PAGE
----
Lincoln believed in the ideas of Jefferson and warned future generations on what to do if the nation strayed from those ideas. Perhaps we might remind ourselves of the difference between those ideas and those of the current Administration:
Springfield, Ills, April 6, 1859
Messrs. Henry L. Pierce, & others.
Your kind note inviting me to attend a Festival in Boston, on the 13th. Inst. in honor of the birth-day of Thomas Jefferson, was duly received. My engagements are such that I can not attend.
Bearing in mind that about seventy years ago, two great political parties were first formed in this country, that Thomas Jefferson was the head of one of them, and Boston the head-quarters of the other, it is both curious and interesting that those supposed to descend politically from the party opposed to Jefferson should now be celebrating his birthday in their own original seat of empire, while those claiming political descent from him have nearly ceased to breathe his name everywhere.
Remembering too, that the Jefferson party were formed upon its supposed superior devotion to the personal rights of men, holding the rights of property to be secondary only, and greatly inferior, and then assuming that the so-called democracy of to-day, are the Jefferson, and their opponents, the anti-Jefferson parties, it will be equally interesting to note how completely the two have changed hands as to the principle upon which they were originally supposed to be divided.
The democracy of to-day hold the liberty of one man to be absolutely nothing, when in conflict with another man's right of property. Republicans, on the contrary, are for both the man and the dollar; but in cases of conflict, the man before the dollar.
I remember once being much amused at seeing two partially intoxicated men engage in a fight with their great-coats on, which fight, after a long, and rather harmless contest, ended in each having fought himself out of his own coat, and into that of the other. If the two leading parties of this day are really identical with the two in the days of Jefferson and Adams, they have perfomed the same feat as the two drunken men.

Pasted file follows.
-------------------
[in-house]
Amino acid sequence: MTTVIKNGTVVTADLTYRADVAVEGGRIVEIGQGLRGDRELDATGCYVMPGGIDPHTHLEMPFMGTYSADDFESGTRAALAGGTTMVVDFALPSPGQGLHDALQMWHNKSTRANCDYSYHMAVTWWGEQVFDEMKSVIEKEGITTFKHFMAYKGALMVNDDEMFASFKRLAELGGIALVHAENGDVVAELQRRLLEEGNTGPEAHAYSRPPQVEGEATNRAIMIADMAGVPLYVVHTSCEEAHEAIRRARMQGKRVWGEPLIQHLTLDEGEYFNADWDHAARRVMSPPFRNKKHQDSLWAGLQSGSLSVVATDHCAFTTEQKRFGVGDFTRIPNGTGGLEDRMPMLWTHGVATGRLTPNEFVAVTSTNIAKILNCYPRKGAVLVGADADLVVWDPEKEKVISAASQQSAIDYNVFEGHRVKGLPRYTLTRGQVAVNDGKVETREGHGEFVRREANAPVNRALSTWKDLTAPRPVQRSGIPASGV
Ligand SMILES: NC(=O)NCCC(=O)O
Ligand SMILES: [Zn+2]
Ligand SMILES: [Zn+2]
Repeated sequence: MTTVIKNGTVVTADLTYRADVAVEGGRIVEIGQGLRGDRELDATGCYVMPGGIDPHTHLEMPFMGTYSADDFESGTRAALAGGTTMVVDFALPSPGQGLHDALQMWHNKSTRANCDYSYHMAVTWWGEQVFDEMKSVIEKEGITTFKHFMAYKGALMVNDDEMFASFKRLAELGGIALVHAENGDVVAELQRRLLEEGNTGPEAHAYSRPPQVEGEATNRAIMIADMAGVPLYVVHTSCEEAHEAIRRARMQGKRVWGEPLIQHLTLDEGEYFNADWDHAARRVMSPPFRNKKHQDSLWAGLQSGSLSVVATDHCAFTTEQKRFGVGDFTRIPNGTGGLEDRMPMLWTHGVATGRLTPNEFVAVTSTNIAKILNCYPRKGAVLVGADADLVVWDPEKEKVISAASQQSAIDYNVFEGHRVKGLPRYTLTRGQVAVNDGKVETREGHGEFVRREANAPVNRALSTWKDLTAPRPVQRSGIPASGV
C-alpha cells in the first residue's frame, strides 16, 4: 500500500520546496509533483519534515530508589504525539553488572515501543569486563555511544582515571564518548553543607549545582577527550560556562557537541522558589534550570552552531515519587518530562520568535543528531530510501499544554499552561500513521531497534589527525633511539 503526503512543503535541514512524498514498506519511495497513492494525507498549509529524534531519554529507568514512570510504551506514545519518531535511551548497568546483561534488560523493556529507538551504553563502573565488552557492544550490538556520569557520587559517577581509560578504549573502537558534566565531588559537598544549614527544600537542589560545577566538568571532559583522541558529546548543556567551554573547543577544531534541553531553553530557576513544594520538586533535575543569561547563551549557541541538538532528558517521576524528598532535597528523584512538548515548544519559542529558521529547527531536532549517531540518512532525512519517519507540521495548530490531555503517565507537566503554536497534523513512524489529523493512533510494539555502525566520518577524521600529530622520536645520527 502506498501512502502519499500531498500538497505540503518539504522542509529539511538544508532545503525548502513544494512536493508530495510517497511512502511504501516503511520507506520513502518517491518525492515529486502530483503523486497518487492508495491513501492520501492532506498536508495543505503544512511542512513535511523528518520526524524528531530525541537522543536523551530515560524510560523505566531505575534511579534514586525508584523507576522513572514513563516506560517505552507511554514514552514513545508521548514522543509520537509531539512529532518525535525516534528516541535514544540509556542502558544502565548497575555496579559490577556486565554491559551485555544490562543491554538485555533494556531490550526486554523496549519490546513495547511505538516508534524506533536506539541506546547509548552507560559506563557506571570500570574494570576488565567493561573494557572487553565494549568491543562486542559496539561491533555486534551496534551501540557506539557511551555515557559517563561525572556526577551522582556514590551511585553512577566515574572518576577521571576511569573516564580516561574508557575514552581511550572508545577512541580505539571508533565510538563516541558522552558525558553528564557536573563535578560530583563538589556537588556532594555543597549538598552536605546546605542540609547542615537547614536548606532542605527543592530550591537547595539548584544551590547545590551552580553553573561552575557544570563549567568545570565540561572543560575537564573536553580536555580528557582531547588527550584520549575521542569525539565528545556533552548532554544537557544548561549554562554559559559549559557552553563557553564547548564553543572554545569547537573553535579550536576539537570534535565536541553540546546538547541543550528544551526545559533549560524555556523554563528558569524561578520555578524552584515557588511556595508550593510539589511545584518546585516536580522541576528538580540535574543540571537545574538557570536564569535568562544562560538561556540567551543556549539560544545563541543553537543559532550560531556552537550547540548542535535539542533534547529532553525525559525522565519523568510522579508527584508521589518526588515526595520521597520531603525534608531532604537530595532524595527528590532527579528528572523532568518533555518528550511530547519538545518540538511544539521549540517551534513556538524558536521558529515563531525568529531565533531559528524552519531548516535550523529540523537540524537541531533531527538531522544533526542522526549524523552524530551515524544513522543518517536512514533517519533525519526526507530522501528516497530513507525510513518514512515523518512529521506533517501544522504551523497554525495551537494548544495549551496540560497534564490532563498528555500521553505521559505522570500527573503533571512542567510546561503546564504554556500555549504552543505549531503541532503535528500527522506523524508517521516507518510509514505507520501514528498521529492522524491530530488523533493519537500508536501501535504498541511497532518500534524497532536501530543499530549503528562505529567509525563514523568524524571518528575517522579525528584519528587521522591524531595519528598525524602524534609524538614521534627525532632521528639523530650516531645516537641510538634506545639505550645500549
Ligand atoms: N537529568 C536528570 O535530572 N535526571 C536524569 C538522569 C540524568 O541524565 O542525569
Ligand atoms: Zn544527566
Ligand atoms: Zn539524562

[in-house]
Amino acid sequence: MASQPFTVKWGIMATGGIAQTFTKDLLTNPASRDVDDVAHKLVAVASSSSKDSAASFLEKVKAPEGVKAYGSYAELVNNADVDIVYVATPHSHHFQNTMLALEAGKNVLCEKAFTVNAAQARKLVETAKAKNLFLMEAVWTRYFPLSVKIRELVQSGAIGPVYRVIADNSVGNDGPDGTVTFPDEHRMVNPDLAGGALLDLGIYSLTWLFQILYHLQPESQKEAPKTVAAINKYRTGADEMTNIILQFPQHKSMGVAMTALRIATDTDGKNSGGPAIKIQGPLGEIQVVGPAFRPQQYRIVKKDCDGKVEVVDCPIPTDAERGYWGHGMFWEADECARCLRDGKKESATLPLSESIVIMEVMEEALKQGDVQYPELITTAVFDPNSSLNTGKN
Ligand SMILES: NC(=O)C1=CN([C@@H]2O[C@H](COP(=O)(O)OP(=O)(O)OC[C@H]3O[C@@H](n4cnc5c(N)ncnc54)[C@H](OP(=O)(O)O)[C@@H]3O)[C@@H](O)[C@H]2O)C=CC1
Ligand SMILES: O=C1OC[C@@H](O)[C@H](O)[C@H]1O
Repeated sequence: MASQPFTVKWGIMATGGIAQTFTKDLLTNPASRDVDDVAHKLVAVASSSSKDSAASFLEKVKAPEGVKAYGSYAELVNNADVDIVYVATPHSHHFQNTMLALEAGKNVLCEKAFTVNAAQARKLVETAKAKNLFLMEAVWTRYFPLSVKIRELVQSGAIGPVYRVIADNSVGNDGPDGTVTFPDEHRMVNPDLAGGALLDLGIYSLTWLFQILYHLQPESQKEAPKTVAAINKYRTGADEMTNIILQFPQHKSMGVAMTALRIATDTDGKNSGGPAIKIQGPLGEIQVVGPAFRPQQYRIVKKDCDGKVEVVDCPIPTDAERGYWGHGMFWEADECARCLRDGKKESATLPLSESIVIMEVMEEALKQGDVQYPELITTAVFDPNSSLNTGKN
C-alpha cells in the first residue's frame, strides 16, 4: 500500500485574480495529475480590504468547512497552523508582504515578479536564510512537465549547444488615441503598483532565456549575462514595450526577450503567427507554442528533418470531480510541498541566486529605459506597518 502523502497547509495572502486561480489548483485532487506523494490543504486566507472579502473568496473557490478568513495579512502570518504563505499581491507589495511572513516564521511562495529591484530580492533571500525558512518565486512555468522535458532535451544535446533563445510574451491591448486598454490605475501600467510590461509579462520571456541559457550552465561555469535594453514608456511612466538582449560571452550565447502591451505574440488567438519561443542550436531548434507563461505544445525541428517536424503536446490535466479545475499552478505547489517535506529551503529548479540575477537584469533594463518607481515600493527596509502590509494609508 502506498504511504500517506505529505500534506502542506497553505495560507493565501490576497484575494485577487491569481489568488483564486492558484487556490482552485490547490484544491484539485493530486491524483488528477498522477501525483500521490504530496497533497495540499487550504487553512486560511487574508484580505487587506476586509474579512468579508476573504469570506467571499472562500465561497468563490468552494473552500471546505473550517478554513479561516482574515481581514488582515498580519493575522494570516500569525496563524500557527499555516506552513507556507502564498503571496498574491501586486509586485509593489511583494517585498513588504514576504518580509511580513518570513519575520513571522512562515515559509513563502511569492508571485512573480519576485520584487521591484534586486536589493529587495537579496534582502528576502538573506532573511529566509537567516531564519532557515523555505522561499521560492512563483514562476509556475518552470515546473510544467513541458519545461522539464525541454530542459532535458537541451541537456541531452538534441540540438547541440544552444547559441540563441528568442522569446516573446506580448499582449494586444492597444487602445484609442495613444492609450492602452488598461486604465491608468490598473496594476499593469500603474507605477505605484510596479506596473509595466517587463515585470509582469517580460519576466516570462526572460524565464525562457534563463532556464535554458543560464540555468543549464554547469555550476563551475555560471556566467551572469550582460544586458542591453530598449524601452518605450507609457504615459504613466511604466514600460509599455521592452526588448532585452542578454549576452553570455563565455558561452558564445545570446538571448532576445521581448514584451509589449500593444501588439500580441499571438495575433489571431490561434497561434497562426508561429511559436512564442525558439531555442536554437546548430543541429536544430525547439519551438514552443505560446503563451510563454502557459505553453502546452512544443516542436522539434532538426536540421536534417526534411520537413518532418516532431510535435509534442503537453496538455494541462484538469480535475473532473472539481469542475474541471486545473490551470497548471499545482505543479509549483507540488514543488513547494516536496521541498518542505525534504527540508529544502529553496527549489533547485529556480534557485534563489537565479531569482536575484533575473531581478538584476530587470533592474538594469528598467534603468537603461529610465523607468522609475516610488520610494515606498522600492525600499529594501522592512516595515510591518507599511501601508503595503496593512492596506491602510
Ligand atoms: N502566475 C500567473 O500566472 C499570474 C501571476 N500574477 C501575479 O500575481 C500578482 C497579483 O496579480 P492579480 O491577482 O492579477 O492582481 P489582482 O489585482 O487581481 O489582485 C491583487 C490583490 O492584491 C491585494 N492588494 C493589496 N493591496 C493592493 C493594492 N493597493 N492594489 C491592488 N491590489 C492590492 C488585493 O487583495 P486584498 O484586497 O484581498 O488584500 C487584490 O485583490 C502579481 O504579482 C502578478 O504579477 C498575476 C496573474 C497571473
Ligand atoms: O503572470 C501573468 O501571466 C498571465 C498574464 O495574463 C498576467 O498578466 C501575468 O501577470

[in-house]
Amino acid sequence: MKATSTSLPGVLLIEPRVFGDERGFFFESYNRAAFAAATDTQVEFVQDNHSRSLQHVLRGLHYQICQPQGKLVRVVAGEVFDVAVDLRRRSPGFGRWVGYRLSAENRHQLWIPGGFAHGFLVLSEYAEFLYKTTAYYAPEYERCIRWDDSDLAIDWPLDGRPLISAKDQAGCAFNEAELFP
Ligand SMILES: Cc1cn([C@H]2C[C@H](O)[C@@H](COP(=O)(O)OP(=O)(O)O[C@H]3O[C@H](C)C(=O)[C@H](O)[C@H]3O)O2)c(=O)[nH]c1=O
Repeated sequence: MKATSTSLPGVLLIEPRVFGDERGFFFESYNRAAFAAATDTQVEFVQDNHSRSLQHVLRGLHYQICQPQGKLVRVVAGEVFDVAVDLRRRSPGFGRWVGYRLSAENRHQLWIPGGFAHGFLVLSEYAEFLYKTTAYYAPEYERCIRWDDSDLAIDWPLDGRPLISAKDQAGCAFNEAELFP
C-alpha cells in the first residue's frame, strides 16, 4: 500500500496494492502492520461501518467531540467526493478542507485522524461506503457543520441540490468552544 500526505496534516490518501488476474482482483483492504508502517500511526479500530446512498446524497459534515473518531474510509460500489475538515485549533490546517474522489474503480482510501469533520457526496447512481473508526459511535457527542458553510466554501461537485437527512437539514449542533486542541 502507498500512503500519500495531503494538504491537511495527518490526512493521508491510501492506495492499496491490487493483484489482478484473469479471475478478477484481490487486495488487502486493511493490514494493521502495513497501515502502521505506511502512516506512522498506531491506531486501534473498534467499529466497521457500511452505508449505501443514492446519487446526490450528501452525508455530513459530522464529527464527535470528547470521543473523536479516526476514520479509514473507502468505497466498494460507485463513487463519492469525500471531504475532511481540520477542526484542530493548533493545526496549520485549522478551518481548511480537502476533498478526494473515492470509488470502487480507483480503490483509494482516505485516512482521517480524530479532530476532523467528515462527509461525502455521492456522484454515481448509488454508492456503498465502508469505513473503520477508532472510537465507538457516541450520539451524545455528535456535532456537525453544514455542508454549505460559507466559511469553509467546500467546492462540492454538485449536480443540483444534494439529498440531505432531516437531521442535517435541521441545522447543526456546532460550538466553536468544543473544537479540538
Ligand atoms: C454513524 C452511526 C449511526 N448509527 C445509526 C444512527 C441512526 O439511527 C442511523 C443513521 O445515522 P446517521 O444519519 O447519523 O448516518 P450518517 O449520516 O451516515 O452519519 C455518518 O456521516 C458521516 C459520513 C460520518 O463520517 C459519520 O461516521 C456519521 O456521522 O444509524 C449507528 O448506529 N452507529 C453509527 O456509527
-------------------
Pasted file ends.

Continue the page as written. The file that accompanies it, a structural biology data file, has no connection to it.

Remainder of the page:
But soberly, it is now no child's play to save the principles of Jefferson from total overthrow in this nation.
One would start with great confidence that he could convince any sane child that the simpler propositions of Euclid are true; but, nevertheless, he would fail, utterly, with one who should deny the definitions and axioms. The principles of Jefferson are the definitions and axioms of free society.
And yet they are denied and evaded, with no small show of success.
One dashingly calls them "glittering generalities"; another bluntly calls them "self evident lies"; and still others insidiously argue that they apply only to "superior races."
These expressions, differing in form, are identical in object and effect--the supplanting the principles of free government, and restoring those of classification, caste, and legitimacy. They would delight a convocation of crowned heads, plotting against the people. They are the van-guard--the miners, and sappers--of returning despotism.
We must repulse them, or they will subjugate us.
This is a world of compensations; and he who would be no slave, must consent to have no slave. Those who deny freedom to others, deserve it not for themselves; and, under a just God, can not long retain it.